The guardians of 7, Race Course Road
The SPG is in the spotlight following an RTI query filed by PM Modi’s wife Jashodaben and the subsequent change in the elite force’s leadership
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Bhopal: At 11.10am on 13 December 2001, Harish K., a member of Prime Minister Atal Bihar Vajpayee’s Special Protection Group (SPG), was waiting in the porch of 7, Race Course Road, the Prime Minister’s residence. Vajpayee was scheduled to leave for Lok Sabha at 11.18am but Harish knew that the Prime Minister liked to be early. “He came out at 11.14am and we wired all stations to get ready for Jupiter’s movement,” he recalls. Jupiter was Vajpayee’s call name. That day, however, instead of getting into the car, Vajpayee decided to wait for a few more minutes before leaving. “At exactly 11.22am, the first shot rang out in Parliament as it was stormed by the militants. I radioed control immediately to find out what was happening and we stopped all movement.” Vajpayee never made it to Parliament that day.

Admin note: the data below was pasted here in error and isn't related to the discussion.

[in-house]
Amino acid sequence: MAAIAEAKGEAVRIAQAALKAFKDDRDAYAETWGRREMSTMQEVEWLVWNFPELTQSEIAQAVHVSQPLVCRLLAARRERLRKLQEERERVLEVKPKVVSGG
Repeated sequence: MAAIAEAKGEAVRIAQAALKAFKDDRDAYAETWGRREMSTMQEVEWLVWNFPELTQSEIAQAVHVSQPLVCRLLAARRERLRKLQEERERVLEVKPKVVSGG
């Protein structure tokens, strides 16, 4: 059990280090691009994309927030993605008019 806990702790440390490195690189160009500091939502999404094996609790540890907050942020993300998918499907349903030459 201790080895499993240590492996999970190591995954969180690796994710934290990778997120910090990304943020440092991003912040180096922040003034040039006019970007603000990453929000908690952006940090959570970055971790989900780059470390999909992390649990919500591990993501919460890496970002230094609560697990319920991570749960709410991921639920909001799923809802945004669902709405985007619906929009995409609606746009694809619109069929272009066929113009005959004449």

That was exactly the kind of situation the SPG was prepared and trained for. The SPG, which is responsible for not just scrutinizing but implementing every detail of the Prime Minister’s security, now finds itself under the scanner following a Right To Information (RTI) query filed by Jashodaben, the wife of Prime Minister Narendra Modi, and the subsequent change in the organization’s leadership. K. Durga Prasad was stripped of his charge midway through Modi’s tour of Nepal and replaced by Gujarat Indian Police Service (IPS) officer Vivek Srivastav. Prasad says his term ended on 2 November (it did) and that he had been told he would have to stay on till a replacement was found.
In her RTI query, Jashodaben sought details of her security entourage and alleged some of its members demanded special treatment, asking to be treated as guests. “I can assure you no SPG man will ever ask for a cup of tea from his protectee. We never break bread where we work,” says S. Subramanian, the founder-director of SPG. As it turns out, Jashodaben’s security detail is actually sourced from Gujarat Police though an SPG team had visited Gujarat after Modi’s swearing-in on 26 May to assess the threat perception to her. According to reports, the findings of the team were personally monitored by Prasad. “Sometimes the local police is involved and the term is loosely used by them, but the SPG is a specially trained proximate protection force,” says Subramanian.
How did it begin?